Why Designing Better Learning Spaces is Essential to Success

Contributed By

Dylan Rodgers

Content Strategy Manager and Editor in Chief of the Schoology Exchange

Why Designing Better Learning Spaces is Essential to Success

Posted in Evolving Ed | February 12, 2015

When you look at the image above, what do you see? It's a classroom, of course, but you already knew that. What if I told you that this is a classroom where William Shakespeare studied in the 16th century?

Let that sink in for a second—classroom design has remained virtually unchanged since the 1500s. That's not to say this classic design doesn't have its benefits. It does. You and I are products of this learning environment, and we're pretty awesome, right?

Classroom design is, however, a major factor in how students learn—an estimated 25% impact on learning rates—demanding, if nothing else, that it be a serious consideration.

The What, How, and Where of Student Learning

Conversations in education often circle around curriculum, data, devices, and many other important considerations. But have you thought about your learning space lately? Bob Schuetz has, and he's chronicled his district's exploration of modern learning spaces in a fantastic blog post.

In it he writes:

"Teachers and students are realizing that many aspects of the traditional classroom 'container' no longer provide the 'flexibility, agility, and adaptability' offered in digital learning spaces. Are we designing and creating future-ready environments supportive of personal, connected learning?"

Even though digital learning spaces tend to have more inherent flexibility, I'd argue that their design is just as influential as it is with physical spaces.

4 Considerations When Shaping Learning Environments on Schoology

Step one, according to David Jakes, a highly respected thought leader, "The first step in redesigning the classroom is to discard the notion that it has to be a classroom." Now that you've got that in mind, use these four ideas just to get your wheels turning:

Create Open Forum Discussions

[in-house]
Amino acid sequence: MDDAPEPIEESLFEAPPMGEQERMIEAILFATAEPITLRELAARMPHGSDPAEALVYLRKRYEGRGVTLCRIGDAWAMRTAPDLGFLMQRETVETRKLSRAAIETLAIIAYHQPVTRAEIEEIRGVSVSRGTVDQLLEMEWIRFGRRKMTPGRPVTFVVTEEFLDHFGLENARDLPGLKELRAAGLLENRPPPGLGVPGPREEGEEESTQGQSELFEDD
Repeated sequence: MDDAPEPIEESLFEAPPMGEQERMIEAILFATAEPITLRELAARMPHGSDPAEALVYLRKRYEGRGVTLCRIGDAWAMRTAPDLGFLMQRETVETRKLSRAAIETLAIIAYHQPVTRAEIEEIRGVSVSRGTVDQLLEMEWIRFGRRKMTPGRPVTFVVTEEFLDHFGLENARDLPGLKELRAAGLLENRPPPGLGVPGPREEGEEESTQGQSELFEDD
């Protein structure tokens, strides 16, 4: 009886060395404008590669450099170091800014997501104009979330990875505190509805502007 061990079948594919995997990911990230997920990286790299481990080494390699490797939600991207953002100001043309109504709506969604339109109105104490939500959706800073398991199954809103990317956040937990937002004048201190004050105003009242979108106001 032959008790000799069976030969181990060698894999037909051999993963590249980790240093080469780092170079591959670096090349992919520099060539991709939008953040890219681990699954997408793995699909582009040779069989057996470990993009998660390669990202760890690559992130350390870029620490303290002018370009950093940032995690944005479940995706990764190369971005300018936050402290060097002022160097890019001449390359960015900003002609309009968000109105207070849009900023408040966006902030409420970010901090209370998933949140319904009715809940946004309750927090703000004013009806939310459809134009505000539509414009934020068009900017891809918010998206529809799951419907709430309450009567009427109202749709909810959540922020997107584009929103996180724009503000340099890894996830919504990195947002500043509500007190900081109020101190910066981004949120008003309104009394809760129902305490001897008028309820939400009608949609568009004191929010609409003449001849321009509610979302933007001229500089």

If you created a discussion on Schoology, didn't grade it, and didn't lock it, then students can continue to explore new ideas and watch each other's grow over time. Who knows, you may discover a whole new side to your lessons.

Use Grading Groups as Pods

They're more than just a way to break your class into smaller groups. Imagine Grading Groups as pods where you can strategically group students based on any number of factors, just as you might design your seating chart.

Turn Folders into Learning Stations

What if the folders in your courses reflected the different learning stations in your physical classroomгone for reading, one for game-based learning, one for open conversation, etc? Students will not only find it easy to navigate, but they may also reveal their interests and strengths.

Use Groups as Equalizers

Creating groups for your students simplifies cross-curricular learning, extends lessons beyond the standard curriculum, and, most importantly, removes the student-teacher hierarchy to facilitate student-driven collaboration and creativity in an easily moderated space.

Just remember your group settings:

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What do your learning spaces look like? Share your best practices with the community below.

 

Header image from the Coventry Telegraph
Small groups image by GlobalPartnership for Education
Learning stations image by Jisc InfoNet
Collaboration image by AJC1

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